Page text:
Having turned negative two months ago, the S&P CoreLogic Case-Shiller Index for single-family home values within the San Francisco Metropolitan Area – which includes the East Bay, North Bay and Peninsula – has since shed 1.5 percent of its value, an outcome which shouldn’t catch any plugged-in readers by surprise.
As such, the index is currently down 0.4 percent on a year-over-year basis despite a dramatic drop in mortgage rates over the same period of time, plenty of IPO related hype from industry folks since the start of the year and a stock market which is still hovering near an all-time high. And that’s versus an indexed year-over-year gain of 7.9 percent at the same time last year.
At a more granular level, the index for the bottom, least expensive, third of the market shed 0.7 percent in October but remains 1.3 percent above its mark on a year-over-year basis (versus a year-over-year gain of 8.3 percent at the same time last year); the index for the middle third of the market, which peaked last year, slipped another 0.3 percent and is now down 0.8 percent on a year-over-year basis; and while the index for the top third of the market only slipped 0.1 percent in October, it is now down 1.2 percent on a year-over-year basis versus a year-over-year gain of 7.8 percent at the same time last year.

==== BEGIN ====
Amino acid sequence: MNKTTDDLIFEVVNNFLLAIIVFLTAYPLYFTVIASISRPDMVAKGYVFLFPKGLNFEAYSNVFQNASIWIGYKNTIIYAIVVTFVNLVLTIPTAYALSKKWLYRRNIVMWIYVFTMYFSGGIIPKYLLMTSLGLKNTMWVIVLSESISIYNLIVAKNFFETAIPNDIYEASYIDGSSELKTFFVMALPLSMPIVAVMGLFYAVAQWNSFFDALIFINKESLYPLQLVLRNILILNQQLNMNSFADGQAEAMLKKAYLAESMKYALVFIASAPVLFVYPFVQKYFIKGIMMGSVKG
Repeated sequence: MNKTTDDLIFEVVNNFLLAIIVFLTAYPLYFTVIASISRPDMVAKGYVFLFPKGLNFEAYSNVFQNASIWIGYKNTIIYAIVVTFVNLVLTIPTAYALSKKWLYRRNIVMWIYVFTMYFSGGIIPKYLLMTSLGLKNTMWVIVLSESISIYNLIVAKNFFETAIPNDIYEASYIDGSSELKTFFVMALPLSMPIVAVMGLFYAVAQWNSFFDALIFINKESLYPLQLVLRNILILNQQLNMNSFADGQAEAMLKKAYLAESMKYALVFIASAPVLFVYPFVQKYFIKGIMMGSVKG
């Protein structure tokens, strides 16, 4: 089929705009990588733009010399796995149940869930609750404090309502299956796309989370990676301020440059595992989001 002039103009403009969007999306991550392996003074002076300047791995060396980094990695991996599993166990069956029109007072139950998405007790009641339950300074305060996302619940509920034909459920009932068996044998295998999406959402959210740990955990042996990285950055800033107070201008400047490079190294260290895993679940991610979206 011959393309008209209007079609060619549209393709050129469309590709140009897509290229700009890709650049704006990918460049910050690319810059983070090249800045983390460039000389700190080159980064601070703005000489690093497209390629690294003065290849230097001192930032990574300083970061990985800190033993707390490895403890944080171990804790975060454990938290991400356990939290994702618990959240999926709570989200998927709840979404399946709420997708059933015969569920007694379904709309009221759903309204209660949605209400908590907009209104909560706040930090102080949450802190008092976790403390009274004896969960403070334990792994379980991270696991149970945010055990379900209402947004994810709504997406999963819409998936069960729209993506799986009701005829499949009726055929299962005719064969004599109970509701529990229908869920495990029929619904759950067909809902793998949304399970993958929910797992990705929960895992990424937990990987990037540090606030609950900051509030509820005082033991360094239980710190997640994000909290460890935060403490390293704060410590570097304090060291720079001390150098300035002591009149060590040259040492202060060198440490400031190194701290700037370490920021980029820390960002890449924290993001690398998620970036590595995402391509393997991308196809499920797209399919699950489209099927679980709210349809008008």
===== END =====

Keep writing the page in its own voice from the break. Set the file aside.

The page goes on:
The index for Bay Area condo values, which peaked in July, slipped another 0.4 percent in October but managed to eke out a year-over-year gain of 0.1 percent.
Nationally, Phoenix is still leading the way in terms of home price gains, up 5.8 percent on a year-over-year basis, followed by Tampa (up 4.9 percent) and Charlotte (up 4.8 percent).
And for the third month in a row, San Francisco was the only top-20 metro area to record a year-over-year loss, with Chicago, which ranked second to last in terms of performance in October, managing to eke out a 0.5 percent gain and an average gain of 3.3 percent nationwide (which was actually up from a 2.1 percent gain in September).
Our standard SocketSite S&P/Case-Shiller footnote: The S&P/Case-Shiller home price indices include San Francisco, San Mateo, Marin, Contra Costa and Alameda in the “San Francisco” index (i.e., greater MSA) and are imperfect in factoring out changes in property values due to improvements versus appreciation (although they try their best).